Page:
Despite their bravery, the infantry that had destroyed the slaver soon were targeted by a scout and two grenediers rained black death upon them. No humans remained on this side of the board.
Ont he other side, however, the drones were frustrated in their advance by the desperate doughboys.
At last, fire from the remaining machine gun unit (only one element) managed to bring down the black dust tripod and the blast destroyed the snipers as well. Unfortunately, several doughboys were caught in the blast as well. My wife moved the wounded tripod to make sure it was in range if it went off and her gambit played dividends. No human defenders remained in this area either now. I believe this was round 4. The American tenacity had begun to pay off and the Martians were becoming frustrated.
most of the Martians began to move towards the forest, where just about all of the remaining humans were gathering. Some nearby ruins provided cover for the survivors of the retreat, giving them a sturdy base to attack from.
My last tank also got in on the action, concentrating on the green gas tripod that tried all game to kill my field guns.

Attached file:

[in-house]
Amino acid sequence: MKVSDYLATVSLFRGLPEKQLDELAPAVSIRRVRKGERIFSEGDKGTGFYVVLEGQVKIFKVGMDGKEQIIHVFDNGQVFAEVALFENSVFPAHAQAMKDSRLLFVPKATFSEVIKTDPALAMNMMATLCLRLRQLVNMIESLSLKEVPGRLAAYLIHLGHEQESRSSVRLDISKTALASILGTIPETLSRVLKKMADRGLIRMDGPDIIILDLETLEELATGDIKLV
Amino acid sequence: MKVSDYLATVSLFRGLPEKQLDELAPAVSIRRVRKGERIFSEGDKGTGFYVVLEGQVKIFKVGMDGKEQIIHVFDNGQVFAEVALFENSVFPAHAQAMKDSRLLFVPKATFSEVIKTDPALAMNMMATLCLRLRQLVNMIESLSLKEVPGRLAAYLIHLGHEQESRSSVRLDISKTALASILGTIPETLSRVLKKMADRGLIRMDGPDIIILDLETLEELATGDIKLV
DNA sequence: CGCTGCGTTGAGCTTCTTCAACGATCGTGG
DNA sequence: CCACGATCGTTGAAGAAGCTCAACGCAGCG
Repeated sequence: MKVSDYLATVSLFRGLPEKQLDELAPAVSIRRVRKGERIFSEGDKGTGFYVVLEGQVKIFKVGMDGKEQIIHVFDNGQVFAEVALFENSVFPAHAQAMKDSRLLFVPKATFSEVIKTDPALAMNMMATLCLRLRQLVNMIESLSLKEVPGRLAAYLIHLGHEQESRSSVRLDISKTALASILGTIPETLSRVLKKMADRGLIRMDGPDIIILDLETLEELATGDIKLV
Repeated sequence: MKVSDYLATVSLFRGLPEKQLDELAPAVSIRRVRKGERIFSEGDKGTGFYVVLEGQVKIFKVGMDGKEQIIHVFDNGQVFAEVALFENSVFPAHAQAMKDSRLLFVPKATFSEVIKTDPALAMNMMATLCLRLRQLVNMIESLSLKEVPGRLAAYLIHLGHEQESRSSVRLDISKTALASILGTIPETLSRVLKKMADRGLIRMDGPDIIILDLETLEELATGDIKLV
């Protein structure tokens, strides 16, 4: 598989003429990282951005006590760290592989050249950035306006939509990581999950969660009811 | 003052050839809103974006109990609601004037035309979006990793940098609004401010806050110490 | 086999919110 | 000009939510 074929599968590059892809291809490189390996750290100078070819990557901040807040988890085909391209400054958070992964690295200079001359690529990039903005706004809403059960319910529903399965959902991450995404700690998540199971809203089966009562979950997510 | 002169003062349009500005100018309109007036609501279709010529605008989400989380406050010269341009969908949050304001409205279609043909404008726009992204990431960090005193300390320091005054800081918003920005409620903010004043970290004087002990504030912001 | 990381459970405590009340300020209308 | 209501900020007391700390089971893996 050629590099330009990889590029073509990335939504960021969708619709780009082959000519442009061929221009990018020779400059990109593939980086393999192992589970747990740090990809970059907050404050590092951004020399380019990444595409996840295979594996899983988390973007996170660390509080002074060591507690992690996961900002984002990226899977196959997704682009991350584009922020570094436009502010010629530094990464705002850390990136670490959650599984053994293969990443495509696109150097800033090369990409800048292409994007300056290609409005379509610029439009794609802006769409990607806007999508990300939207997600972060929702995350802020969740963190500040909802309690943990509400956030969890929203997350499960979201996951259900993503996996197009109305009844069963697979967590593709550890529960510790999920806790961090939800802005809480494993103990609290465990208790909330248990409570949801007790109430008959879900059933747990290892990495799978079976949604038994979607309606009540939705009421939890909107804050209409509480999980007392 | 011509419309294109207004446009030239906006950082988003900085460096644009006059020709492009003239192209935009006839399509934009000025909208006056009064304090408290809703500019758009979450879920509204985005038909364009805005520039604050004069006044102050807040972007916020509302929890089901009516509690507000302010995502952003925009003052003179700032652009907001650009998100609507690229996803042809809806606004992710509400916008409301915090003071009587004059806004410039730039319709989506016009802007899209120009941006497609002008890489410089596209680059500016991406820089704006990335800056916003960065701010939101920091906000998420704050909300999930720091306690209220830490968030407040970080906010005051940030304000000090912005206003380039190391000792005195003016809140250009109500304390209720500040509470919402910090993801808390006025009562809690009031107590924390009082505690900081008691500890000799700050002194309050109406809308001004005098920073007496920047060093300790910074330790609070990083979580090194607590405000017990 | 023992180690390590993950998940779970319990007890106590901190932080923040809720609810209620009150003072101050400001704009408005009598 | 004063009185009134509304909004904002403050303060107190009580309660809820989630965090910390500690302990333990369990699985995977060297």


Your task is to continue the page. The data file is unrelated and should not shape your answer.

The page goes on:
Tripods rained death on the forest, but stayed on the outskirts for the most part. Some seriously bad dice luck on my wife's part kept the game going a little longer.
The game moved to the 5th round, and still the Americans clung to the ground. Dust nearly annihilated the defenders hiding in the ruins, but one stand of infantry survived.
And, despite all odds, so did the single remaining tank.
But not for long...
Somehow, the Americans lived to see the 6th round, with only three single elements (two of infantry and one of field guns) remaining. Unfortunately, the Martians won the initiative, and finally finished them off. The Americans were exterminated, but at a pretty serious cost of resources for the Martians. Was it enough to count as a pyrric victory for them, or was the cost too high to be counted as a win? Scroll down...
Ticking Clock: If there are humans surviving on round 4, they get 1 point, 2 points for round 5, 3 for round 6 and so on.
Martian casualties: 1-100pts = 1 victory point, 101-200: 2 points, 201-300: 3 points, etc.
Human casualties count as 1 point regardless of what they are. There were a total of 19 human units on the board, so that was the Martian score, no matter what happened.
The Americans survived until round 6, so got 6 points for that, and killed enough to earn 12 more victory points, scoring an 18.
A narrow Martian victory, although a costly one.